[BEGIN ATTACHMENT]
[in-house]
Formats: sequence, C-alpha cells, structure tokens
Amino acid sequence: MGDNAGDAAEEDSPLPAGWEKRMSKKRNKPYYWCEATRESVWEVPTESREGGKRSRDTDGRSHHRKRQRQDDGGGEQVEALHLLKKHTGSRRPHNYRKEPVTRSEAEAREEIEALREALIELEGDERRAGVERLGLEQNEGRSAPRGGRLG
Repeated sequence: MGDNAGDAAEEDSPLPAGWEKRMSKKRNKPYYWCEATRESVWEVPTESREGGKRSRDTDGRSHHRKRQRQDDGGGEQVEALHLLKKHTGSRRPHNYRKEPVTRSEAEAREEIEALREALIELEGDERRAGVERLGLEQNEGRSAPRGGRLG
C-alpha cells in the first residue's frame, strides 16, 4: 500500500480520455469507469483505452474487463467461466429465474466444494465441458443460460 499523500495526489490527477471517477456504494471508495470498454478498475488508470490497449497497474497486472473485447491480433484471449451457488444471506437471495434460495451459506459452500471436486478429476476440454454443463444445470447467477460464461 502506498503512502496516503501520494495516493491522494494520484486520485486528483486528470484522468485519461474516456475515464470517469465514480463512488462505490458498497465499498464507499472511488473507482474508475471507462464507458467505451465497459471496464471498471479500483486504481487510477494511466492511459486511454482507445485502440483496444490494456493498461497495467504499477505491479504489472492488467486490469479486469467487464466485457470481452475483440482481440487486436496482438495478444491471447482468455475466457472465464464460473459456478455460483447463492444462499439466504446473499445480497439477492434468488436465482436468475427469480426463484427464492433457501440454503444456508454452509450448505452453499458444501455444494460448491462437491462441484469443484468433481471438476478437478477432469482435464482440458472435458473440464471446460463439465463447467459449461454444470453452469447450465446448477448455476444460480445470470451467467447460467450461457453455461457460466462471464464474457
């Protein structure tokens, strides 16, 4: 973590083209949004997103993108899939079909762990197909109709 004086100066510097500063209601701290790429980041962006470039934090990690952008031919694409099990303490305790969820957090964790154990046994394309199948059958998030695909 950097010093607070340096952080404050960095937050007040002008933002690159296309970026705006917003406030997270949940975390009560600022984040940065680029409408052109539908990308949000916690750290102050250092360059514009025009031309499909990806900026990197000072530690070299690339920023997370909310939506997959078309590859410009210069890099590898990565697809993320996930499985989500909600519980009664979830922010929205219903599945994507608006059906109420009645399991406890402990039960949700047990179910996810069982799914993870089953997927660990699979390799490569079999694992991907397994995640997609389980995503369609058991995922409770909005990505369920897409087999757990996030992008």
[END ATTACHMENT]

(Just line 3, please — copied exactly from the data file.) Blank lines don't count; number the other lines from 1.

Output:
Amino acid sequence: MGDNAGDAAEEDSPLPAGWEKRMSKKRNKPYYWCEATRESVWEVPTESREGGKRSRDTDGRSHHRKRQRQDDGGGEQVEALHLLKKHTGSRRPHNYRKEPVTRSEAEAREEIEALREALIELEGDERRAGVERLGLEQNEGRSAPRGGRLG